In pneumomediastinum, if the mediastinum pressure rises suddenly or decompression fails to be sufficient, the mediastinal pleura ruptures and causes pneumothorax which can be observed in around 10-18% of the SPM cases [2,3]. The tension pneumomediastinum is the more severe clinical form of pneumomediastinum which mimics cardiac tamponade [7]. Pneumothorax was detected in four (17.4%) of our patients, while none had tension pneumomediastinum. None of the patients diagnosed with pneumothorax required tube thoracostomy and all the patients were recovered by nasal oxygen therapy.

The clinical presentation involves sudden chest pain accompanying shortness of breath, cyanosis, fullness in the neck veins; feeling of something being stuck in the throat, dysphagia, dysphonia and neck and subcutaneous emphysema. The signs and symptoms depend largely on the amount of air in the mediastinal space and the presence of a concomitant infection [1,7]. In the clinic, localized retrosternal chest pain is the most common symptom. The pain starts suddenly and increases with deep breaths and coughs [3]. In our patients, the most common symptoms were shortness of breath at 52% and chest pain at 48%, followed by difficult swallowing. In fact, the amount of air in the mediastinum is the only cause of all these findings and the symptoms of a rupture of the mediastinal pleura due to the amount of air in the mediastinum determine the patient’s clinic.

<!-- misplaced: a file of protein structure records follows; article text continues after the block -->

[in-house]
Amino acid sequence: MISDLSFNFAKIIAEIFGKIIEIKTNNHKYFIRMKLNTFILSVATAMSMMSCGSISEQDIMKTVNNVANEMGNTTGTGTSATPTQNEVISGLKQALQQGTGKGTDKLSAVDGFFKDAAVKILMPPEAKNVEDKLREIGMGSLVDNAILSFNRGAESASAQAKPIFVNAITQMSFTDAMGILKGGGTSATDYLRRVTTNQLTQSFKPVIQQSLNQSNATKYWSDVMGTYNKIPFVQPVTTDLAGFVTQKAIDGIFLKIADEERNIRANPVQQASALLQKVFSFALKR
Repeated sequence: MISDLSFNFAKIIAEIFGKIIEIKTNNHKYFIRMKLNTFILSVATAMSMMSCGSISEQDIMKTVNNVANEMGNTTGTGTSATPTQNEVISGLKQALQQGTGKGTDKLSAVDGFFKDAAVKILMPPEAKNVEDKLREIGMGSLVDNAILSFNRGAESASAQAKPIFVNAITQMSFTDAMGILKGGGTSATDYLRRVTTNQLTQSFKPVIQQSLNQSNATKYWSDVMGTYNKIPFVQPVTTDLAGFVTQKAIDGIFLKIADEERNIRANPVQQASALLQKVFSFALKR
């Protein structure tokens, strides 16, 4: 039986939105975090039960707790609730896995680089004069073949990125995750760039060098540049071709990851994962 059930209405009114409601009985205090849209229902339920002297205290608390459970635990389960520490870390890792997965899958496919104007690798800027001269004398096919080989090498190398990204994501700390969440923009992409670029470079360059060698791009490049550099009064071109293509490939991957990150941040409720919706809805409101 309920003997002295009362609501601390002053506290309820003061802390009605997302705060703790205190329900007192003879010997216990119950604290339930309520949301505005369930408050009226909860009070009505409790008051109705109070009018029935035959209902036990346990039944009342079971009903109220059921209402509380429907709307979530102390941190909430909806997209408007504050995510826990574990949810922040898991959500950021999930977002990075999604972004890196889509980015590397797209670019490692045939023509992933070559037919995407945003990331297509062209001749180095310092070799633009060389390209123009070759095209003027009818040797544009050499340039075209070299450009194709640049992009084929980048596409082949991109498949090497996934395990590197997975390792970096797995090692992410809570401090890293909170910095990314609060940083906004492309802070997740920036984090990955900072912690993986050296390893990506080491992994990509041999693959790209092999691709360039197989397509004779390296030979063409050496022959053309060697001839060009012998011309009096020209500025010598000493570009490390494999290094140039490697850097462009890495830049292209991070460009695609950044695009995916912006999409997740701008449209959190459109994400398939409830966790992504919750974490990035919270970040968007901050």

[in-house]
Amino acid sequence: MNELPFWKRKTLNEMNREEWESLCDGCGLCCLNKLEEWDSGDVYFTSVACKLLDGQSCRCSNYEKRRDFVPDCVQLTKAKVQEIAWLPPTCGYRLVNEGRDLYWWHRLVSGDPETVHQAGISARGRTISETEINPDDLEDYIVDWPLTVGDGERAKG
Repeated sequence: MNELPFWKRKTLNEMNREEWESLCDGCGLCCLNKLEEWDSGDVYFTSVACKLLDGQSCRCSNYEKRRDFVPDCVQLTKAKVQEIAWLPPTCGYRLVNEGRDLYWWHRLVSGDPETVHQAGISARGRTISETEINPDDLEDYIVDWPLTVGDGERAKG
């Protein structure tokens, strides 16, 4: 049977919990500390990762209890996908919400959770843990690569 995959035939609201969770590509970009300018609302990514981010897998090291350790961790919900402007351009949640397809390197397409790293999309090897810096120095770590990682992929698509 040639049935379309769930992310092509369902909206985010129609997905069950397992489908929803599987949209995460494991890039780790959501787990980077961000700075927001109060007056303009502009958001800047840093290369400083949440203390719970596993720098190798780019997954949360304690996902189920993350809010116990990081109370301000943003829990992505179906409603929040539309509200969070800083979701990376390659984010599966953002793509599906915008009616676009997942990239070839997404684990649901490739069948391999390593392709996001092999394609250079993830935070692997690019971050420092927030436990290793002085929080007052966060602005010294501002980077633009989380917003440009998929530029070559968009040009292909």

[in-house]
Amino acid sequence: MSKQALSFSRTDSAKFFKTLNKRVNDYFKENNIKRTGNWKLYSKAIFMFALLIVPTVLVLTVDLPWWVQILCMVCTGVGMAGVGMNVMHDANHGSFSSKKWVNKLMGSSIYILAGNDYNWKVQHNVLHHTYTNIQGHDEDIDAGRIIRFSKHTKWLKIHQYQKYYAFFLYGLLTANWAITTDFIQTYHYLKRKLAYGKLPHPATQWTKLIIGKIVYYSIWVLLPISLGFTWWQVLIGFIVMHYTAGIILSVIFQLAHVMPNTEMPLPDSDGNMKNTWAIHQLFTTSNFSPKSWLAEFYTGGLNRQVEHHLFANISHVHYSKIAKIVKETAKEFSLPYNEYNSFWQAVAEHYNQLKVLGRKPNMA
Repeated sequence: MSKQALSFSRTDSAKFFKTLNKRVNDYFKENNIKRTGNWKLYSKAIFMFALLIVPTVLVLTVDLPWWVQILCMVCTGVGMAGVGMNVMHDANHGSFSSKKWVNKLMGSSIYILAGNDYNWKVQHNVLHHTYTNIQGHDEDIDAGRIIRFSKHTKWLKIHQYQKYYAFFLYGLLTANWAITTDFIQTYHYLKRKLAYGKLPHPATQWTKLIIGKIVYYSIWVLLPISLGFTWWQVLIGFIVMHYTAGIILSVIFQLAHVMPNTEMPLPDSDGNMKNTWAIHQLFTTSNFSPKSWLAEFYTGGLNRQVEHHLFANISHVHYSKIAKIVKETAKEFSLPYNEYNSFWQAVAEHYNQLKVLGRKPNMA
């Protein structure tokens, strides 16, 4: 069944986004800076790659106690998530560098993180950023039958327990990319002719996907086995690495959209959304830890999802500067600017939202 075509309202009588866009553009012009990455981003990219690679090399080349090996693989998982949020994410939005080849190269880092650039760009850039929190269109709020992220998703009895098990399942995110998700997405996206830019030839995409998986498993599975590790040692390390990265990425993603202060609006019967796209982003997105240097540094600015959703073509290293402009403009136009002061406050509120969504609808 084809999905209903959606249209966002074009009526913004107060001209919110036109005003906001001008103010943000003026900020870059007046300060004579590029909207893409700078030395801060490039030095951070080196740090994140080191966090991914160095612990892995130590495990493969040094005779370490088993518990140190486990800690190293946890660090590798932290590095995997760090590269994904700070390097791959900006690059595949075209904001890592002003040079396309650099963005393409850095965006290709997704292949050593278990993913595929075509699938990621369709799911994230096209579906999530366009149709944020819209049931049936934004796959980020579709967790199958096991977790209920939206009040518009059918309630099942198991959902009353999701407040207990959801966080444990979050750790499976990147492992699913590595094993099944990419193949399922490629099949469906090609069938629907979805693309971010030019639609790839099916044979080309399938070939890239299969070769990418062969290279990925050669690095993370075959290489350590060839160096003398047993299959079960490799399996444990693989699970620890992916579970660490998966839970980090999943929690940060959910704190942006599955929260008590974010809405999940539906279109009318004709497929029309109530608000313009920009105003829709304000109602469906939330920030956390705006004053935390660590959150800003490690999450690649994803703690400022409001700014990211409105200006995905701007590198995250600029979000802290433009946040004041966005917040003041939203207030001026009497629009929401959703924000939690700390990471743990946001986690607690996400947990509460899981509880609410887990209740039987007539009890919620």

Physical examination often indicates the presence of air in the subcutaneous tissues in the neck and chest wall [7,8]. The typical physical finding of SPM is a cracking sound (Hamman’s Sign) at auscultation in the anterior chest, synchronous with peak heart rate. Hamman’s Sign is a typical finding for physical examination, although it’s detected only in 10-20% of the patients [1-3]. The most common finding of physical examination was subcutaneous and neck emphysema in our patients and Hamman’s Sign was detected in none.

PA chest radiography and thorax CT have an important role in the diagnosis of SPM. On PA chest radiography, accumulation of air may be detected surrounding the mediastinal pleura, esophagus or the main bronchi. Thorax CT is the most sensitive method to diagnose pneumomediastinum and should be preferred, particularly in cases with no determined underlying etiological factor. Observing an air density in the mediastinum on thorax CT confirms the diagnosis [7,8,12]. We use thorax CT in the radiological diagnosis of SPM at our clinic and demand a CT with oral and intravenous contrast if there is suspicion of esophageal perforation in the patient’s history. The most common radiological findings on thorax CT were subcutaneous or neck emphysema and pneumothorax in our patients. Two of them were suspected for esophageal perforation on radiology, however, no pathology was observed in the procedure for endoscopic diagnosis.